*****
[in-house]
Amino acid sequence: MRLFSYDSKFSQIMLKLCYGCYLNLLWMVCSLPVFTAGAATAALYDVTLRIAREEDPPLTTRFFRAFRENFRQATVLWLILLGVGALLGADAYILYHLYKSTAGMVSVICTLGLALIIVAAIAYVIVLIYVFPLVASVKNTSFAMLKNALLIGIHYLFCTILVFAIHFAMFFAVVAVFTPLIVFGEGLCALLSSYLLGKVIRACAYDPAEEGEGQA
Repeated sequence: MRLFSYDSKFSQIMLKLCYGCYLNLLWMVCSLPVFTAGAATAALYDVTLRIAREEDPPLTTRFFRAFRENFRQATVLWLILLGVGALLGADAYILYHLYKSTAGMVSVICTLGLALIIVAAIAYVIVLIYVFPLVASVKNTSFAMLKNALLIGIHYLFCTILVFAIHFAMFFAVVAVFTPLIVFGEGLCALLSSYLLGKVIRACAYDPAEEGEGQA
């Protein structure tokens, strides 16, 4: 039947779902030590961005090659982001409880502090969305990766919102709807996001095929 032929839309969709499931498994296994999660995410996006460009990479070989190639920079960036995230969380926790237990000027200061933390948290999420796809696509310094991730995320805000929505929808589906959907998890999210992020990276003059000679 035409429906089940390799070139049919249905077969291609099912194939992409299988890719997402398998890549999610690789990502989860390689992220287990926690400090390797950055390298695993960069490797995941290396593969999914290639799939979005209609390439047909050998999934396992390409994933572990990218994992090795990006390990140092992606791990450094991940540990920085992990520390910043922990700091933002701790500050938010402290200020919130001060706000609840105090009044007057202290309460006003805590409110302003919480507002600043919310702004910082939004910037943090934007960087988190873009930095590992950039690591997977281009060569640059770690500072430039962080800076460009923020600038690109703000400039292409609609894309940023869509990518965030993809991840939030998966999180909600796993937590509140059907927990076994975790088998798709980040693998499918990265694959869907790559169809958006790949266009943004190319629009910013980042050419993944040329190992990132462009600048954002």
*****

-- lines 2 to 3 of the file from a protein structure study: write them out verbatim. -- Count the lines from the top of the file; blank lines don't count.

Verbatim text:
Amino acid sequence: MRLFSYDSKFSQIMLKLCYGCYLNLLWMVCSLPVFTAGAATAALYDVTLRIAREEDPPLTTRFFRAFRENFRQATVLWLILLGVGALLGADAYILYHLYKSTAGMVSVICTLGLALIIVAAIAYVIVLIYVFPLVASVKNTSFAMLKNALLIGIHYLFCTILVFAIHFAMFFAVVAVFTPLIVFGEGLCALLSSYLLGKVIRACAYDPAEEGEGQA
Repeated sequence: MRLFSYDSKFSQIMLKLCYGCYLNLLWMVCSLPVFTAGAATAALYDVTLRIAREEDPPLTTRFFRAFRENFRQATVLWLILLGVGALLGADAYILYHLYKSTAGMVSVICTLGLALIIVAAIAYVIVLIYVFPLVASVKNTSFAMLKNALLIGIHYLFCTILVFAIHFAMFFAVVAVFTPLIVFGEGLCALLSSYLLGKVIRACAYDPAEEGEGQA